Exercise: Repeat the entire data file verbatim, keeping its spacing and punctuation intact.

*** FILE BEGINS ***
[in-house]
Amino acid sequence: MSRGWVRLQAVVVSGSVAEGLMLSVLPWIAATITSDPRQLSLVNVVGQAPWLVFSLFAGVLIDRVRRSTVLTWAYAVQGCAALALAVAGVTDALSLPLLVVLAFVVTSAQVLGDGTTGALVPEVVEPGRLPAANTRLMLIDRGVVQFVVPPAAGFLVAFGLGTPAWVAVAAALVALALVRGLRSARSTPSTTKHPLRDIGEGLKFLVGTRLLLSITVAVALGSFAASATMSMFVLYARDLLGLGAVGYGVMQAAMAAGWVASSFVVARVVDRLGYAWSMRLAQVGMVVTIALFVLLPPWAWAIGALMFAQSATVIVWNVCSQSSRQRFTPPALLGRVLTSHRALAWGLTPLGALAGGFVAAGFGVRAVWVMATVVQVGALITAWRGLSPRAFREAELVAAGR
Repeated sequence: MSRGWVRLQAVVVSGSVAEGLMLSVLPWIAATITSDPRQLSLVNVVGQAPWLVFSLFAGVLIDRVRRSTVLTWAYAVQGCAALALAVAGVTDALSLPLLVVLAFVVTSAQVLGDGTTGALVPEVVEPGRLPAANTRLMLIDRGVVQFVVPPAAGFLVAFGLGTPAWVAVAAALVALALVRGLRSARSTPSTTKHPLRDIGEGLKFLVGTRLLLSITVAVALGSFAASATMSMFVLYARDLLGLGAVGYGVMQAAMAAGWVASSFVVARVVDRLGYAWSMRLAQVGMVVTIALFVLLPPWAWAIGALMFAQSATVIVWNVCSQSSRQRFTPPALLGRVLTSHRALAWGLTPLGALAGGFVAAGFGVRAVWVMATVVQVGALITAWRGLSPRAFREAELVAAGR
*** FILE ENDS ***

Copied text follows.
[in-house]
Amino acid sequence: MSRGWVRLQAVVVSGSVAEGLMLSVLPWIAATITSDPRQLSLVNVVGQAPWLVFSLFAGVLIDRVRRSTVLTWAYAVQGCAALALAVAGVTDALSLPLLVVLAFVVTSAQVLGDGTTGALVPEVVEPGRLPAANTRLMLIDRGVVQFVVPPAAGFLVAFGLGTPAWVAVAAALVALALVRGLRSARSTPSTTKHPLRDIGEGLKFLVGTRLLLSITVAVALGSFAASATMSMFVLYARDLLGLGAVGYGVMQAAMAAGWVASSFVVARVVDRLGYAWSMRLAQVGMVVTIALFVLLPPWAWAIGALMFAQSATVIVWNVCSQSSRQRFTPPALLGRVLTSHRALAWGLTPLGALAGGFVAAGFGVRAVWVMATVVQVGALITAWRGLSPRAFREAELVAAGR
Repeated sequence: MSRGWVRLQAVVVSGSVAEGLMLSVLPWIAATITSDPRQLSLVNVVGQAPWLVFSLFAGVLIDRVRRSTVLTWAYAVQGCAALALAVAGVTDALSLPLLVVLAFVVTSAQVLGDGTTGALVPEVVEPGRLPAANTRLMLIDRGVVQFVVPPAAGFLVAFGLGTPAWVAVAAALVALALVRGLRSARSTPSTTKHPLRDIGEGLKFLVGTRLLLSITVAVALGSFAASATMSMFVLYARDLLGLGAVGYGVMQAAMAAGWVASSFVVARVVDRLGYAWSMRLAQVGMVVTIALFVLLPPWAWAIGALMFAQSATVIVWNVCSQSSRQRFTPPALLGRVLTSHRALAWGLTPLGALAGGFVAAGFGVRAVWVMATVVQVGALITAWRGLSPRAFREAELVAAGR